After last year’s devastating finish, Potter tacked a photo on his closet wall of a victorious Arizona State team posing with the NCAA trophy. Each day was a reminder of how close they’d come.

“That sticks with you,” he said.

There were areas of Kupcho's game to shore up – namely chipping and bunker play – and she worked tirelessly to turn them into strengths. She built momentum throughout the season, culminating with a dominant regional performance in which she tied a school record by shooting 15 under, holed the winning putt to send her teammates to the NCAA Championship and became just the second player in history to win a regional in consecutive years.

“She’s interesting,” Potter said, “because the bigger the tournament, the bigger the stage, the better she plays.”

Indeed, Kupcho became the first player in a decade to finish in the top 6 in three consecutive NCAAs.

Here at Karsten Creek, she tied a women’s course record with a 7-under 65 in the opening round. And even though she backed up on Day 2, she played the last two rounds in 3 under to claim the title.

The one she kicked away a year ago.

Getty Images

Kupcho wins NCAA title; final eight teams set

By Jay CoffinMay 22, 2018, 1:55 am

STILLWATER, Okla. – On one of the more nerve-racking days of the college golf season two important honors were up for grabs at Karsten Creek – the individual title, and the top eight teams attempting to qualify for match play.

Here’s the lowdown of what happened Monday at the women’s NCAA Championship:

Individual leaderboard (total scores): Jennifer Kupcho, Wake Forest (-8); Andrea Lee, Stanford (-6); Bianca Pagdanganan, Arizona (-6); Cheyenne Knight, Alabama (-5); Morgane Metraux, Florida State (-4); Jaclyn Lee, Ohio State (-3).

Team leaderboard: UCLA (+9), Alabama (+9), USC (+16), Northwestern (+21), Stanford (+28), Duke (+30), Kent State (+32), Arizona (+33).

What it means: Let’s start with the individual race. Wake Forest junior Jennifer Kupcho was absolutely devastated a year ago when she made triple bogey on the 17th hole of the final round and lost the individual title by a shot. She was bound not to let that happen again and this year she made five birdies on the last eight holes to shoot 71 and win by two shots. Kupcho is the first player with three consecutive top-six finishes at the NCAA Championship since Duke’s Amanda Blumenherst (2007-09).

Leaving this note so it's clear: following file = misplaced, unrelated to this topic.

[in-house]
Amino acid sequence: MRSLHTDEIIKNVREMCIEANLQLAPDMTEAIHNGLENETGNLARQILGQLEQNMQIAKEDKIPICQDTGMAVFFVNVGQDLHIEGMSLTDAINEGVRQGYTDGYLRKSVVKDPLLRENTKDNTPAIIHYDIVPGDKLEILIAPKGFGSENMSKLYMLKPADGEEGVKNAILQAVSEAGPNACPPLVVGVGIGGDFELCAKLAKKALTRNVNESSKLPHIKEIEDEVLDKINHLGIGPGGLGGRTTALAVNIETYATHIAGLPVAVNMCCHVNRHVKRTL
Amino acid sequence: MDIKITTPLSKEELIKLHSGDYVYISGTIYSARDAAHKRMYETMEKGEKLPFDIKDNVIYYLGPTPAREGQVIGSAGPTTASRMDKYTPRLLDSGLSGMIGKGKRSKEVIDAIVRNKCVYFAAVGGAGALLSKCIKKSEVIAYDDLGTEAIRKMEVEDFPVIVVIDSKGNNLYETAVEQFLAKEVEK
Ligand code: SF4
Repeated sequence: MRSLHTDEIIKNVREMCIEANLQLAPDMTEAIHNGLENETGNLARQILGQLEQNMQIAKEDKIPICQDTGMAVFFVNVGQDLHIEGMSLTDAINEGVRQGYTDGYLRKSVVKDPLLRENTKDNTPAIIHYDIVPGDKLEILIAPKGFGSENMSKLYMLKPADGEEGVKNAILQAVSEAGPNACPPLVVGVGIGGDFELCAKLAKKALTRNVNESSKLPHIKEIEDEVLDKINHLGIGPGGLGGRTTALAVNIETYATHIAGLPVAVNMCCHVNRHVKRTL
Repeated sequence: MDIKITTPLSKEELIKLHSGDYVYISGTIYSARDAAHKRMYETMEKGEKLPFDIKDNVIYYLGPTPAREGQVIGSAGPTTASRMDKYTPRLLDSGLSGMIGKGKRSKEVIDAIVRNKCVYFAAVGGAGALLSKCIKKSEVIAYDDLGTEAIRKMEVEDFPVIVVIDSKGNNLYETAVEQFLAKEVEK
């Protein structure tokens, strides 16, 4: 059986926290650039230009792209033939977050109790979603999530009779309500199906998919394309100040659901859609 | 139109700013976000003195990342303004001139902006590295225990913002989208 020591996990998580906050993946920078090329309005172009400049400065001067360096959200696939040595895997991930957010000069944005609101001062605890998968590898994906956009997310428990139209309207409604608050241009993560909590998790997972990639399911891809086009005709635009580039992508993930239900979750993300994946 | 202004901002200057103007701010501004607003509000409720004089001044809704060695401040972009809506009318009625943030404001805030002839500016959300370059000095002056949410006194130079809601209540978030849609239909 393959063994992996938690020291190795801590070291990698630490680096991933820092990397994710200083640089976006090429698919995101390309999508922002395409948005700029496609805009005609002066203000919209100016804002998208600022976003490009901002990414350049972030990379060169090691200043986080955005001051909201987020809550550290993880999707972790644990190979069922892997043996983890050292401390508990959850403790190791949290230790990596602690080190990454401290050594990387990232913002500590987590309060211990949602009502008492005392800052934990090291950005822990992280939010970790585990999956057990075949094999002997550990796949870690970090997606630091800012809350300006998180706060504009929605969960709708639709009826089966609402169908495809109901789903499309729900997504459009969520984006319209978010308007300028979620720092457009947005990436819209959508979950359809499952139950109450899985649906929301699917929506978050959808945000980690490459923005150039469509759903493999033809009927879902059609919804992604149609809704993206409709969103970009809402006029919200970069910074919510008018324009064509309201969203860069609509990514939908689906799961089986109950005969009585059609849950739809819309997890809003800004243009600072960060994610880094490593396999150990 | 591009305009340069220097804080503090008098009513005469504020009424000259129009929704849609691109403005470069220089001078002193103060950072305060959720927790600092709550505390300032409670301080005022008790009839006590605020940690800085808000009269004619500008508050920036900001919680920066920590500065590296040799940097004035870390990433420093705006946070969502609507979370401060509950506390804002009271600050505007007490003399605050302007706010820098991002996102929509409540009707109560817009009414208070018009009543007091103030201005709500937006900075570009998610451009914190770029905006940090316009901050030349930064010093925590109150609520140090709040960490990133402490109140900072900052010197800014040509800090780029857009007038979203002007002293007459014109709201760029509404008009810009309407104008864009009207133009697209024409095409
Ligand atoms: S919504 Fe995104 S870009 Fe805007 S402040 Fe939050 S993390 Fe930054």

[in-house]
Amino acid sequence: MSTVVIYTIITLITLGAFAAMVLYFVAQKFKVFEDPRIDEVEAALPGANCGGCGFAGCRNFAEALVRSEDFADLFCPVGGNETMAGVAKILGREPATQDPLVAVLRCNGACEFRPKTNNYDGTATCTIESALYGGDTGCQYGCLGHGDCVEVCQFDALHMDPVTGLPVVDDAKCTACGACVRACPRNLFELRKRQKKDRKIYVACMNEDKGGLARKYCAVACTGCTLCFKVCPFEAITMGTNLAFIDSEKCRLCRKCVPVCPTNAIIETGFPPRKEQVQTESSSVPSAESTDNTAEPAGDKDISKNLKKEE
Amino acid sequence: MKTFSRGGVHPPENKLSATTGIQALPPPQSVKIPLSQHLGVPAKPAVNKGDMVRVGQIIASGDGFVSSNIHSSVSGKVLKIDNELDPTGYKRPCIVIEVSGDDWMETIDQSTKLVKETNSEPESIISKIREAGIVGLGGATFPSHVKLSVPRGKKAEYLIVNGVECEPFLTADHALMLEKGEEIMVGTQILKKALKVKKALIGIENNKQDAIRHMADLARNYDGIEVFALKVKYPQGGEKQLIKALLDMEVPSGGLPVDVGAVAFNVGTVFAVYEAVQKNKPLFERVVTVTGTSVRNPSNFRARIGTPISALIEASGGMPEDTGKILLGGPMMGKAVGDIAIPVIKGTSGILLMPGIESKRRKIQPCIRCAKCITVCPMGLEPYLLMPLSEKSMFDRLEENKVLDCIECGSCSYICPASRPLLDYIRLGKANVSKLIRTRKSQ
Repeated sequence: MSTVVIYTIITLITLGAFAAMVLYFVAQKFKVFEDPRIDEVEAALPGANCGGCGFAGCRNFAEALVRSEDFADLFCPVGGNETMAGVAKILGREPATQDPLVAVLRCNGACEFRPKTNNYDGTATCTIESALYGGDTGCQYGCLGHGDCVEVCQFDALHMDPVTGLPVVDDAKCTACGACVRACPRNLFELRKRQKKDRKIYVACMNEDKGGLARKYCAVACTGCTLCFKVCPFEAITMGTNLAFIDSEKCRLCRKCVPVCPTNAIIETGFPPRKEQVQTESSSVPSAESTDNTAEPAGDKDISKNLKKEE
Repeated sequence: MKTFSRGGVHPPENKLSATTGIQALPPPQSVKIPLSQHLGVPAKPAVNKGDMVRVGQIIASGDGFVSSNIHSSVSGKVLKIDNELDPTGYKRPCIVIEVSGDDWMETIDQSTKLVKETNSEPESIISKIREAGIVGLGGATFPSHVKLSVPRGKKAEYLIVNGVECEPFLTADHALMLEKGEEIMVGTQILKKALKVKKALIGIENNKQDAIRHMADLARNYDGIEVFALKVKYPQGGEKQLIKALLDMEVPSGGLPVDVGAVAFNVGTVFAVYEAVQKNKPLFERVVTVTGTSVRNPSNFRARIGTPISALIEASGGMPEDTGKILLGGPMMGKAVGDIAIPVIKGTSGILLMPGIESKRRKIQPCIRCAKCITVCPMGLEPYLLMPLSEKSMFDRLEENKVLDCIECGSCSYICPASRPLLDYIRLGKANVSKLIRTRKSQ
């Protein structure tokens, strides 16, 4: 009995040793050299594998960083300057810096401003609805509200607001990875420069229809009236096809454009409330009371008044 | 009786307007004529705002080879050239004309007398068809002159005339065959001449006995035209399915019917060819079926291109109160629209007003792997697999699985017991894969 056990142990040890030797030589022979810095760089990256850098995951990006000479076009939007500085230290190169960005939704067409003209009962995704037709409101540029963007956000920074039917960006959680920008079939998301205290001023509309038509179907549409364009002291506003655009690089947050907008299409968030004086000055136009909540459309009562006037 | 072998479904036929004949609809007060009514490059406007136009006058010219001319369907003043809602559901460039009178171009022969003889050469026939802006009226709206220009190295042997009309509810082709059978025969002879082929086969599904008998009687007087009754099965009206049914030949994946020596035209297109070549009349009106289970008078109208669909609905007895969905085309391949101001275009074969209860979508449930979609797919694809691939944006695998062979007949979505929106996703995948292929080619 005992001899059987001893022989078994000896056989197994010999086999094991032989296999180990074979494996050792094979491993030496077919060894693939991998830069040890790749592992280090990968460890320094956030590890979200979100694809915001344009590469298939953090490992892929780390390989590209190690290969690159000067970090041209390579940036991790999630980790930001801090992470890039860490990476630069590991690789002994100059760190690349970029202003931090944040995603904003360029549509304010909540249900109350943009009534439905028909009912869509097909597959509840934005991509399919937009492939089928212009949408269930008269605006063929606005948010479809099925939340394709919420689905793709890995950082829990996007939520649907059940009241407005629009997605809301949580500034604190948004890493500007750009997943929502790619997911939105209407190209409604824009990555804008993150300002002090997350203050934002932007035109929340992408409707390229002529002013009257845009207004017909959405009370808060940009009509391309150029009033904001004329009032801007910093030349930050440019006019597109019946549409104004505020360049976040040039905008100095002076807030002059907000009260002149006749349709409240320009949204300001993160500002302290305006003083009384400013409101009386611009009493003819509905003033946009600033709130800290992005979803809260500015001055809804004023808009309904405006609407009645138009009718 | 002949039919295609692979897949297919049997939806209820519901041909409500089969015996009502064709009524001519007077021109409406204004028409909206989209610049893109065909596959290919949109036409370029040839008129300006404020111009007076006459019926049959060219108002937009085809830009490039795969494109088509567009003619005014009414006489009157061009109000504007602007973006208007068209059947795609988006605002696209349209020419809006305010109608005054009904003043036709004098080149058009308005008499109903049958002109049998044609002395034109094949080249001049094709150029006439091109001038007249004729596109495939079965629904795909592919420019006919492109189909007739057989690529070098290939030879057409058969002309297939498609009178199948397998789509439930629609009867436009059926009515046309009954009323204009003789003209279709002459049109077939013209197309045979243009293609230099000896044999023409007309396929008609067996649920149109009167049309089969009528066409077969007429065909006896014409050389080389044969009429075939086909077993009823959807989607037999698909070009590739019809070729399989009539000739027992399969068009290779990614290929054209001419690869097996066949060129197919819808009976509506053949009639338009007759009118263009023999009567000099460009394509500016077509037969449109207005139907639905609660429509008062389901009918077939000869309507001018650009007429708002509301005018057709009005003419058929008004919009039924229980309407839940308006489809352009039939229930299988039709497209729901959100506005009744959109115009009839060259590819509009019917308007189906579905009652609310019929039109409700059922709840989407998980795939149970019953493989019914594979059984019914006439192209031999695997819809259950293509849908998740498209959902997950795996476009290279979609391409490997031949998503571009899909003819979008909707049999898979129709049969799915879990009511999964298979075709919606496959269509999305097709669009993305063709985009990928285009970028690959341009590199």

The team race took an unexpected turn at the end of the day when Arizona junior Bianca Pangdaganan made eagle on the last hole to vault the Wildcats into an eighth-place tie, meaning they would enter a playoff with Baylor for the final spot in the match play portion of the championship.

The Wildcats got a reprieve because they played terribly for most of the day and dropped from third place to 10th at one point. In the playoff, Arizona ultimately defeated Baylor in an anticlimactic finish.

Best of the rest: Stanford played horribly the first round. So bad that it almost seemed like the Cardinal shot itself out of the championship. But they played steady over the next three days and ended with the fifth seed. This is the fourth year in a row that Stanford has advanced to match play.

Round of the day: USC shot a 5-under total on Monday, the best round of the day by six shots. They landed as the third seed and will play Duke in the quarterfinals.

Stanford sophomore Andrea Lee shot a 7-under 65, the best score of the day by three shots. Lee made seven birdies and no bogeys and vaulted up the leaderboard 11 spots to end in a tie for sixth place.

Biggest disappointment: Arkansas, the second-ranked team in the country, missed qualifying for match play by one shot. The Razorbacks shot a 20-over 308 in Round 1 and played only slightly better with a 300 in the second round. Consecutive 1-over-par 289 scores were a good try, but results in a huge miss for a team expected to contend for the team title.